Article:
80. Maumus, M.; Jorgensen, C.; Noel, D. Mesenchymal stem cells in regenerative medicine applied to rheumatic diseases: Role of secretome and exosomes. Biochimie 2013, 95, 2229–2234, doi:10.1016/j.biochi.2013.04.017.
  81. Aliotta, J.M.; Sanchez-Guijo, F.M.; Dooner, G.J.; Johnson, K.W.; Dooner, M.S.; Greer, K.A.; Greer, D.; Pimentel, J.; Kolankiewicz, L.M.; Puente, N.; et al. Alteration of marrow cell gene expression, protein production, and engraftment into lung by lung-derived microvesicles: A novel mechanism for phenotype modulation. Stem Cells 2007, 25, 2245–2256, doi:10.1634/stemcells.2007-0128.
  82. Mouquet, F.; Pfister, O.; Jain, M.; Oikonomopoulos, A.; Ngoy, S.; Summer, R.; Fine, A.; Liao, R. Restoration of cardiac progenitor cells after myocardial infarction by self-proliferation and selective homing of bone marrow-derived stem cells. Circ. Res. 2005, 97, 1090–1092, doi:10.1161/01.RES.0000194330.66545.f5.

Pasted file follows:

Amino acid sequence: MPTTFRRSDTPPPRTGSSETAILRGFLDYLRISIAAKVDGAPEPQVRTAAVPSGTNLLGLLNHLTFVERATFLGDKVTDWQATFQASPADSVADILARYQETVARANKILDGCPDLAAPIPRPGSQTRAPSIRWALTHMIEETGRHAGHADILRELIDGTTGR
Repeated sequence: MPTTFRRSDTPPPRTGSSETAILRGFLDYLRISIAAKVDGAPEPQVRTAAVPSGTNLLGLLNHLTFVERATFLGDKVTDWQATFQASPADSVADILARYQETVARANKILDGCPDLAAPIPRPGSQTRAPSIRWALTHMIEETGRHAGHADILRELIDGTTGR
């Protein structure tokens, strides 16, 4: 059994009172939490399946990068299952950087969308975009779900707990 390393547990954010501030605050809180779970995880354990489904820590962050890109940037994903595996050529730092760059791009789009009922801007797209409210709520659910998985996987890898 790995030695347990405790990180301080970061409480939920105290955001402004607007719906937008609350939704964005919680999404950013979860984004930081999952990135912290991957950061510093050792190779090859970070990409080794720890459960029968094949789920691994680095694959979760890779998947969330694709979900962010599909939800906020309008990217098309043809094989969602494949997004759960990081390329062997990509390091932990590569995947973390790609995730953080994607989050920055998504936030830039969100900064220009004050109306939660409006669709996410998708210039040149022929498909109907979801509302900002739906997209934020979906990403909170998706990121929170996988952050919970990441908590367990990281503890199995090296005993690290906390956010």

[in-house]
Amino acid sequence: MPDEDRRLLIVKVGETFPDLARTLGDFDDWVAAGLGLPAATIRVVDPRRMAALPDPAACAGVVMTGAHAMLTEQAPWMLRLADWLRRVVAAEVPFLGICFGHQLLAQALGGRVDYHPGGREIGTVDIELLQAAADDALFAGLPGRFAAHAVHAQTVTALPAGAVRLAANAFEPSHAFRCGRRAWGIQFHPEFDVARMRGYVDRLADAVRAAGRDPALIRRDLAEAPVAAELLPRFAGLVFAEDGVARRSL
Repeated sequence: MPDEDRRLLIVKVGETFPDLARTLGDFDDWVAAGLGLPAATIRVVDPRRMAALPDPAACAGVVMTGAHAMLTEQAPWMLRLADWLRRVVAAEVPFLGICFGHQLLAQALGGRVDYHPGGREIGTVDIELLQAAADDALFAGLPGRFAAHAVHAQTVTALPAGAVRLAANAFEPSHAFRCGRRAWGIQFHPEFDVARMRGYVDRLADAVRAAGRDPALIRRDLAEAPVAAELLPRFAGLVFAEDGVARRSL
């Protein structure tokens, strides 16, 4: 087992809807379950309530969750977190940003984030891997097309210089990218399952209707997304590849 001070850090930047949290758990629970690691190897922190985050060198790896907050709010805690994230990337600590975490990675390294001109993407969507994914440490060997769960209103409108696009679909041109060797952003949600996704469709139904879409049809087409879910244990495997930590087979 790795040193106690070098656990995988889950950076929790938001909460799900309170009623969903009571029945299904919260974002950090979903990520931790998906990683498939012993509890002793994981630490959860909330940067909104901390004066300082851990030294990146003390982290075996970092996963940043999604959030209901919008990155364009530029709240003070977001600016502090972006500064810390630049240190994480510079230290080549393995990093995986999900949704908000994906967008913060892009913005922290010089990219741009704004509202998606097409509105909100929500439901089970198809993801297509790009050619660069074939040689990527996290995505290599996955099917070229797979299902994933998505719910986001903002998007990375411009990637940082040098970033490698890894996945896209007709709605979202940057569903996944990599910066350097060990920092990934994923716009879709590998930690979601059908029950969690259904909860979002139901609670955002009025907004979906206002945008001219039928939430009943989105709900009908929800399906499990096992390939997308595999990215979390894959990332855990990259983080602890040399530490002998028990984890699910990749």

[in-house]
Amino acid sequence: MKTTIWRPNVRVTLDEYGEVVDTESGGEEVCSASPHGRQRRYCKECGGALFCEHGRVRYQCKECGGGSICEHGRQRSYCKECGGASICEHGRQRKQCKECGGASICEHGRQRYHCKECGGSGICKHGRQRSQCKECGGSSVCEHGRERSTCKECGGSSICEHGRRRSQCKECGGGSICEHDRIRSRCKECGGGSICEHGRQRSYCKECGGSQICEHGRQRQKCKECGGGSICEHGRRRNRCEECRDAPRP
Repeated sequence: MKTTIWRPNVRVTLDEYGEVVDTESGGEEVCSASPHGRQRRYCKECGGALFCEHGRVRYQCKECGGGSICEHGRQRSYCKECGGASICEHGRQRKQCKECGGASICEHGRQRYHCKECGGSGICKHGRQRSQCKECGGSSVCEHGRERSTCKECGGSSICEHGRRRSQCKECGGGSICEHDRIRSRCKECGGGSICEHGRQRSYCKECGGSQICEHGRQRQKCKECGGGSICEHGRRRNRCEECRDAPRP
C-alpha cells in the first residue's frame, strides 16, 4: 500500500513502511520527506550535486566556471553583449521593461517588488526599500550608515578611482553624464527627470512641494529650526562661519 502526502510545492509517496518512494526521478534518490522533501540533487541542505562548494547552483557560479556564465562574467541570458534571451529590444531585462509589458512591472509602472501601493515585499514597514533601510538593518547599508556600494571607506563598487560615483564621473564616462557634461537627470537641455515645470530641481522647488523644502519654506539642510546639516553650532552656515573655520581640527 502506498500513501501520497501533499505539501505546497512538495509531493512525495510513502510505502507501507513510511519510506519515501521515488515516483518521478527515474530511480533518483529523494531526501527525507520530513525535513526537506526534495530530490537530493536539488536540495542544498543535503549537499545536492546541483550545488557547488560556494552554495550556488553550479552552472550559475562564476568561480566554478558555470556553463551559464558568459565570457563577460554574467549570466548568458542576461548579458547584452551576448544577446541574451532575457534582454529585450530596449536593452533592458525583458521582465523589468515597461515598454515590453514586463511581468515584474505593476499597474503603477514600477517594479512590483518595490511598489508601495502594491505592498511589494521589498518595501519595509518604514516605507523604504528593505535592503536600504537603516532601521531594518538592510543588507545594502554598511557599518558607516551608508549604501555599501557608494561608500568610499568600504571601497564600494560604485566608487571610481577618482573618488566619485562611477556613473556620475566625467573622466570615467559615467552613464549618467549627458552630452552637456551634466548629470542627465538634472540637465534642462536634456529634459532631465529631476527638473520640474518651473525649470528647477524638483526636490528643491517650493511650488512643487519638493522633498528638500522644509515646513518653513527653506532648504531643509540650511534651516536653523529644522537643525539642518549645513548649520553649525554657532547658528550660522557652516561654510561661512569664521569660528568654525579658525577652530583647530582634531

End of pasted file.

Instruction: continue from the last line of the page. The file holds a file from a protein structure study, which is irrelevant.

83. Nakanishi, C.; Yamagishi, M.; Yamahara, K.; Hagino, I.; Mori, H.; Sawa, Y.; Yagihara, T.; Kitamura, S.; Nagaya, N. Activation of cardiac progenitor cells through paracrine effects of mesenchymal stem cells. Biochem. Biophys. Res. Commun. 2008, 374, 11–16, doi:10.1016/j.bbrc.2008.06.074.
  84. Loffredo, F.S.; Steinhauser, M.L.; Gannon, J.; Lee, R.T. Bone marrow-derived cell therapy stimulates endogenous cardiomyocyte progenitors and promotes cardiac repair. Cell Stem Cell 2011, 8, 389–398, doi:10.1016/j.stem.2011.02.002.
  85. Gnecchi, M.; Zhang, Z.; Ni, A.; Dzau, V.J. Paracrine mechanisms in adult stem cell signaling and therapy. Circ. Res. 2008, 103, 1204–1219, doi:10.1161/CIRCRESAHA.108.176826.